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The Vatican without the religion

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Leeds, United...
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The Vatican without the religion

We are off to see the Vatican because it is clearly a spectacular spot and of some world significance.

However, we are not in the least interested in religion and wonder how easy it might be to avoid having the religious aspects pushed at us? Do the guides expect everyone to be a 'true believer'?

Montreal
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1. Re: The Vatican without the religion

No one will "push the religious aspects" at you.

The authorized guides point out the historic and artistic significance of what you are seeing, but if it offends you to the core that the Sistine Chapel is a religious site as well as a tourist sight, perhaps you had best avoid it.

St Paul, MN
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2. Re: The Vatican without the religion

Are you paying for a tour of some kind?

you can buy a guide book and check out the art inside. Nobody there is trying to convert anybody else.

Leeds, United...
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3. Re: The Vatican without the religion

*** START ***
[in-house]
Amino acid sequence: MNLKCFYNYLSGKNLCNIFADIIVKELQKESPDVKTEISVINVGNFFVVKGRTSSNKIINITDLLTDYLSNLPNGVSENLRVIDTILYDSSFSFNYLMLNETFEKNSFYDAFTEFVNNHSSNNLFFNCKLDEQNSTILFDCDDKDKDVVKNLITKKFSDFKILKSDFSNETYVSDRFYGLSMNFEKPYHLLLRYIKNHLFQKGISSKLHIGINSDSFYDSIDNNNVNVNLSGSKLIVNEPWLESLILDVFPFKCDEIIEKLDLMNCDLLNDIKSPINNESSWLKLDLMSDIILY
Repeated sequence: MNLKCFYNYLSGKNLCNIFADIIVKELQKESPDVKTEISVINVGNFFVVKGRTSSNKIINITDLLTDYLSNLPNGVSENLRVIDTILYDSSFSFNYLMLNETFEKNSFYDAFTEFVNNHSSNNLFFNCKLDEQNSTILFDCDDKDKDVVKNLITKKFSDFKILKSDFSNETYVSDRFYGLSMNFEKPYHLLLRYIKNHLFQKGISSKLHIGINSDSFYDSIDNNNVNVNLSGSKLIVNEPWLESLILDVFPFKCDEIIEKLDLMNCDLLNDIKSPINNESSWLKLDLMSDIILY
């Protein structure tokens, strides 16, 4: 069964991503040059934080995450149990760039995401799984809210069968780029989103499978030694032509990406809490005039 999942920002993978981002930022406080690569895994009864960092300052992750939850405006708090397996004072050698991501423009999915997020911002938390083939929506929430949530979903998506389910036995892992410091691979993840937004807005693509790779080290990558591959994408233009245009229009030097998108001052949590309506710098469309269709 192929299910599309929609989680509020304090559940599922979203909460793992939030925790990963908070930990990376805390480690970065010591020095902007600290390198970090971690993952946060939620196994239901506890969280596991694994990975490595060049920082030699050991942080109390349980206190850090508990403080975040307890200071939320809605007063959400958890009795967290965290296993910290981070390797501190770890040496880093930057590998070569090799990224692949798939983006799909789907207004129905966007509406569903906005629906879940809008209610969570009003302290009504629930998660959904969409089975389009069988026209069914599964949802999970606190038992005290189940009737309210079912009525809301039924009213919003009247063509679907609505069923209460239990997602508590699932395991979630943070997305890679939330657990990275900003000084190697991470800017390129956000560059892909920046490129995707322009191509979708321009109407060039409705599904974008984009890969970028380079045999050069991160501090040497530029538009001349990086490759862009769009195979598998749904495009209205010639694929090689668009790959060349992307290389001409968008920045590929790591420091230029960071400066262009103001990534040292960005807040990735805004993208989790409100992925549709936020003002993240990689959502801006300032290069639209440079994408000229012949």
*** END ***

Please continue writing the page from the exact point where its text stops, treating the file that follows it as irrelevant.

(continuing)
Let's be clear - I am in no way 'offended' that it's a religious site, I just don't want it pushing down my throat. It's clearly a fantastic site regardless of the inevitable 'religiosity' and I would not want to be put off enjoying it.

perth
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4. Re: The Vatican without the religion

<<< do the guides expect everyone to be a " true Believer ". NO.

.....there is no questionnaire..." do you believe ? no !. well, no guided tour for you, off you go ! "

lennyb

Hagerstown, Maryland
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5. Re: The Vatican without the religion

Much of the magnificent art you'll find in Rome has a religious theme. It doesn't offend my devout atheist sensibilities, so I don't why it would offend you. Don't worry, no one is going to push religion on you.

And don't avoid going into the churches in the historic center - believe me, a lot of incredible art can be found within the churches.

Silver Spring...
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6. Re: The Vatican without the religion

"I am in no way 'offended' that it's a religious site"

Who cares if you are or aren't?

pittsburgh
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7. Re: The Vatican without the religion

Geoff,

You don't have to worry that guides or guards will question you about your religious beliefs or push theirs on you. If you are taking a tour, they will point out the artwork that is in the museums and/or the basilica and they may even mention the religious significance of it but it won't be in a pushy or over-zealous way. Everything is put in an historical light and not a religious one. If you are not put off by reading about the vatican in guidebooks, then you will not have a problem when you get there. The information is delivered in basically the same way.

Donna

Leeds, United...